And then, in 1919, Germany lost all access to Africa under the Treaty of Versailles. Game over, one might think. But Professor Penck did not give up. He developed the theory of ethnic and cultural soil, of the need for a larger living space and colonial possessions for Germany. The Germans liked that. They voted for the Nazis and sent soldiers and tanks into the Egyptian desert. All for the Lake Qattara project.
Incidentally, the terrible habit of German men wearing short trousers until old age, which you may have observed on holidays, dates from that time.
But there are other blogs to discuss fashion. You have come here because you finally want to know why an enormous tank battle was fought at El-Alamein in 1942, in the middle of the desert.
As you can see, El-Alamein (on the far right of the map) is located exactly where the channel to the Qattara Depression would link to the sea.
Just a coincidence? Ain’t nobody gonna believe that.
And anyway: Why were there several British divisions near El-Alamein, although they should have been preparing for the landing in Normandy?
At the time, Cairo was a nest of spies, and thus the British geologist, geographer and secret agent John Ball, who had good contacts with the German rock scene thanks to Erasmus semesters in Freiburg and Zurich, learned of the German plan to flood the basin. Initially, he offered his cooperation, perhaps out of genuine interest, maybe with perfidious motives from the outset. At any rate, when in 1933 Germany’s reputation began to suffer due to a certain Reich Chancellor, Ball jumped ship and in the autumn of the same year published his “own” proposal for canal construction and energy production.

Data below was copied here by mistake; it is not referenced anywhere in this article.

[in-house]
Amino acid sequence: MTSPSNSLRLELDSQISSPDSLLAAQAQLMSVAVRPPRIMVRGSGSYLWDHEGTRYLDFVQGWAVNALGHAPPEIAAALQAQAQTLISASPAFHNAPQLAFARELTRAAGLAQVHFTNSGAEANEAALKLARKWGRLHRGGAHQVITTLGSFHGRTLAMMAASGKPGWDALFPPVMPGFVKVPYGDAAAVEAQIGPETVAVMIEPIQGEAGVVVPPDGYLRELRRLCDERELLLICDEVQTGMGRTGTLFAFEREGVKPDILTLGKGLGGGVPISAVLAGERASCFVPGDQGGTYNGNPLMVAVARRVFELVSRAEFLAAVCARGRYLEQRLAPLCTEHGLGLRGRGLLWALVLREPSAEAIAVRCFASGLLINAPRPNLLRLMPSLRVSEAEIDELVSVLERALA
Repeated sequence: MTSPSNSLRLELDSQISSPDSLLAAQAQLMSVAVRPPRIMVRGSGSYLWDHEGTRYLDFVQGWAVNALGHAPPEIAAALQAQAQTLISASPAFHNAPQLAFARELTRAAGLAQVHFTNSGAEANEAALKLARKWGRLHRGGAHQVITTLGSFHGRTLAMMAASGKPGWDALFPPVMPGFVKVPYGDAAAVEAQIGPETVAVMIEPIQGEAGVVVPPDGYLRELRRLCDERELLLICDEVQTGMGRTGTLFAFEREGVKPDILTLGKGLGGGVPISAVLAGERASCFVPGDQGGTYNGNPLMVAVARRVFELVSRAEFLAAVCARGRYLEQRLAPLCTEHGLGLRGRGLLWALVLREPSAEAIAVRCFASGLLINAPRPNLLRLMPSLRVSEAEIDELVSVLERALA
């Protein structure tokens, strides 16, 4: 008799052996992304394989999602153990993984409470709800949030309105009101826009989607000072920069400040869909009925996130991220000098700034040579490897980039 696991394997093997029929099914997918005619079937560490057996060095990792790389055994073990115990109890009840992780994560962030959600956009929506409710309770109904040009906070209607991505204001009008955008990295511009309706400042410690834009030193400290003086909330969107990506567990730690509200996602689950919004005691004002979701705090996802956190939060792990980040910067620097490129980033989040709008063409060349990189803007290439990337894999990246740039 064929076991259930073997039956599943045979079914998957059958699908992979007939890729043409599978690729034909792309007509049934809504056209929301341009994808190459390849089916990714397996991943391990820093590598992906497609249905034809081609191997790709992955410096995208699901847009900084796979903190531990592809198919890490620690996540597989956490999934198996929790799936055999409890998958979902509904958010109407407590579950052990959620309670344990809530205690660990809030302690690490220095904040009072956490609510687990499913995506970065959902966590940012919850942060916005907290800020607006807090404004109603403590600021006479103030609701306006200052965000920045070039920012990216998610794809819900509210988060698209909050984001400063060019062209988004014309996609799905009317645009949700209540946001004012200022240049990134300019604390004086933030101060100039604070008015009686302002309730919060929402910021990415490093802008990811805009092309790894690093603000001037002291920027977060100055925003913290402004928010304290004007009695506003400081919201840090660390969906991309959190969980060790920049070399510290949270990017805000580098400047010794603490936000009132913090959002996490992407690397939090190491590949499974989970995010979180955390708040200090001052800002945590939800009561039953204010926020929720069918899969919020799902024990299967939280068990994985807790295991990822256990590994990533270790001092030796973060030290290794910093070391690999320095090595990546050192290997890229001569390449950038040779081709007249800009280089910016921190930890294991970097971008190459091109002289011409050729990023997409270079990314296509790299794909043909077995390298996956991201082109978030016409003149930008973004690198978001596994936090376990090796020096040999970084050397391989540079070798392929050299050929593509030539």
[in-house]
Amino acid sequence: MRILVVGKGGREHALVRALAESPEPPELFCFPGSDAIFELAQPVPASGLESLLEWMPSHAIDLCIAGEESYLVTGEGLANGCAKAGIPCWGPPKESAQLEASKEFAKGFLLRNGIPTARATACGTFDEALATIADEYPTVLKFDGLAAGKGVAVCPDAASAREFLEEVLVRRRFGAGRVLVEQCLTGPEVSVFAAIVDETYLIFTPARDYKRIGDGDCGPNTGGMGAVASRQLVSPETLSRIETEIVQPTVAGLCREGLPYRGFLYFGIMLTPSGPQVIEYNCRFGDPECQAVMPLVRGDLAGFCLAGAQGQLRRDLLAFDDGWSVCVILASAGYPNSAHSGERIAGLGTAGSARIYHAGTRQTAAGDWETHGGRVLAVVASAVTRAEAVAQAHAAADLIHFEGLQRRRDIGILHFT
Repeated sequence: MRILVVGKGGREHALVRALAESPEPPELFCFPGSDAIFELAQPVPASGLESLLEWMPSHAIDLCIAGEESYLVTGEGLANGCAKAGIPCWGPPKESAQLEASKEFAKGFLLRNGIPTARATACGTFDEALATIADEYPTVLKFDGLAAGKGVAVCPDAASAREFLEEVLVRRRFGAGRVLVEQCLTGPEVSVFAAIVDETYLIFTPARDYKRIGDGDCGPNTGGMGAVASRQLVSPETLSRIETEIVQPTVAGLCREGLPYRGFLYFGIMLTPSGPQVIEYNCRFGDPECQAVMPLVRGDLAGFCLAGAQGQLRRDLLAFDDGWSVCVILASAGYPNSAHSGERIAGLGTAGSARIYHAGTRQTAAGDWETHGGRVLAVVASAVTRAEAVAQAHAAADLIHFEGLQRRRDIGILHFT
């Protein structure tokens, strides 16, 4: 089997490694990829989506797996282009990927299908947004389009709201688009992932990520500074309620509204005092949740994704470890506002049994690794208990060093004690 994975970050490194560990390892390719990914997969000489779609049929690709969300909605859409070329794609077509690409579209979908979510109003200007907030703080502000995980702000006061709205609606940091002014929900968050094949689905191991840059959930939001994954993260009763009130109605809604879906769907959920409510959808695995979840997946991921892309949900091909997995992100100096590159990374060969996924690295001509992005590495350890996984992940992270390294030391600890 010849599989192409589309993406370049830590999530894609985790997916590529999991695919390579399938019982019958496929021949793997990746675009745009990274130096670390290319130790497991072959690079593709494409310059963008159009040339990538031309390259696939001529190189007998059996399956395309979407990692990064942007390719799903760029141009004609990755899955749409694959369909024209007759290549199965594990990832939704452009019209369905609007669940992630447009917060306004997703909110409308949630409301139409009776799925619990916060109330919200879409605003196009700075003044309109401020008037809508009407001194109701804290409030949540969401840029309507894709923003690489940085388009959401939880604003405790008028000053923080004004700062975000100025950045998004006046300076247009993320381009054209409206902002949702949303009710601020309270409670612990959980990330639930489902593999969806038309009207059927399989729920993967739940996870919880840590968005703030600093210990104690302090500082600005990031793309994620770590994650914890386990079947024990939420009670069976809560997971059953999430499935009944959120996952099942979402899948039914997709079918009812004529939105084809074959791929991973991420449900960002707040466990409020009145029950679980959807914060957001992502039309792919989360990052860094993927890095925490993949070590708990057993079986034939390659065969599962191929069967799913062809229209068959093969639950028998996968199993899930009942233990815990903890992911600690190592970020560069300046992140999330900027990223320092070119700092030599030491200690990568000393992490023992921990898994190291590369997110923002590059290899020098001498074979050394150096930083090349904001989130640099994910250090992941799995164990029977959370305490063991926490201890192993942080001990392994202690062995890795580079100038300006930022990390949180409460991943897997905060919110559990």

And now, it should be clear why hundreds of thousands of German, Italian, British, South African, French, Greek, Indian, Australian and New Zealand soldiers came together at El-Alamein in 1942. Thanks to the desert-tested Australians, the victory went to the British side, and the Germans retreated to Tunisia. There they founded holiday resorts, which they still regularly invade, reminiscing about world-conquering times.
But, to not let the main thread of this story seep away in the desert sand like blood gushing from a foot blown off by a landmine, what happened to the Qattara Depression and the crazy plan?
History repeats itself, one might think, because Germany did not give up.
Professor Friedrich Bassler, a hydraulic engineer, became the driving force after the Second World War. Because colonialism no longer sounded so great, he spoke of a “hydro-solar depression power plant”, which feigned scientificity. As is well known, West Germany lived under Clausewitz’s motto “economics is the continuation of war by other means”, and so the German Ministry of Economics and Technology supported the plans, explorations and feasibility studies. Egypt probably thought “what a stupid idea”, but let the Germans carry on. Because of the minefields that the same Germans had previously generously laid around El-Alamein, the Egyptians couldn’t use this part of their country anyway. (The idea that Germany and Britain could clear the minefields first seems obvious to us today, but back then, kilowatts were more important than children’s legs.)